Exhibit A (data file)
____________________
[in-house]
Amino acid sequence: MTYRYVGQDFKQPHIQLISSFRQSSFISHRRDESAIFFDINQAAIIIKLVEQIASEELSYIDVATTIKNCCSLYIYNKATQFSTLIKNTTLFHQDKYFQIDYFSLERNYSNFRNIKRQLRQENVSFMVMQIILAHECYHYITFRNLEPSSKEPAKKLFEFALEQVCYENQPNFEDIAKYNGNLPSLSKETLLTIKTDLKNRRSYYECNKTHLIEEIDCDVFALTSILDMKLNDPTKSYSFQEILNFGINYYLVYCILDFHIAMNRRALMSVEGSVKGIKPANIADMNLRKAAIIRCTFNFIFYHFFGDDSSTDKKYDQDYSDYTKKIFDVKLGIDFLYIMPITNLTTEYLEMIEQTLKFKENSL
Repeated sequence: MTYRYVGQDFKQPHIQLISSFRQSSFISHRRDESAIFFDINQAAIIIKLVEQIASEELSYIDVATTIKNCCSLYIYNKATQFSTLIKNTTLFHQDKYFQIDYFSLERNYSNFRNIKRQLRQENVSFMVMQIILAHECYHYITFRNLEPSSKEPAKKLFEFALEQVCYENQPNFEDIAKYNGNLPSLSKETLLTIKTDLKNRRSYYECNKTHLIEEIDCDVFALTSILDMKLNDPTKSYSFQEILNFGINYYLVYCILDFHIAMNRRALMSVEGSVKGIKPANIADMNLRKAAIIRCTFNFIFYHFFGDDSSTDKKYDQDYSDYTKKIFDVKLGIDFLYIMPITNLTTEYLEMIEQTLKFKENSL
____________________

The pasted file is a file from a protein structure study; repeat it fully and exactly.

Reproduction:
[in-house]
Amino acid sequence: MTYRYVGQDFKQPHIQLISSFRQSSFISHRRDESAIFFDINQAAIIIKLVEQIASEELSYIDVATTIKNCCSLYIYNKATQFSTLIKNTTLFHQDKYFQIDYFSLERNYSNFRNIKRQLRQENVSFMVMQIILAHECYHYITFRNLEPSSKEPAKKLFEFALEQVCYENQPNFEDIAKYNGNLPSLSKETLLTIKTDLKNRRSYYECNKTHLIEEIDCDVFALTSILDMKLNDPTKSYSFQEILNFGINYYLVYCILDFHIAMNRRALMSVEGSVKGIKPANIADMNLRKAAIIRCTFNFIFYHFFGDDSSTDKKYDQDYSDYTKKIFDVKLGIDFLYIMPITNLTTEYLEMIEQTLKFKENSL
Repeated sequence: MTYRYVGQDFKQPHIQLISSFRQSSFISHRRDESAIFFDINQAAIIIKLVEQIASEELSYIDVATTIKNCCSLYIYNKATQFSTLIKNTTLFHQDKYFQIDYFSLERNYSNFRNIKRQLRQENVSFMVMQIILAHECYHYITFRNLEPSSKEPAKKLFEFALEQVCYENQPNFEDIAKYNGNLPSLSKETLLTIKTDLKNRRSYYECNKTHLIEEIDCDVFALTSILDMKLNDPTKSYSFQEILNFGINYYLVYCILDFHIAMNRRALMSVEGSVKGIKPANIADMNLRKAAIIRCTFNFIFYHFFGDDSSTDKKYDQDYSDYTKKIFDVKLGIDFLYIMPITNLTTEYLEMIEQTLKFKENSL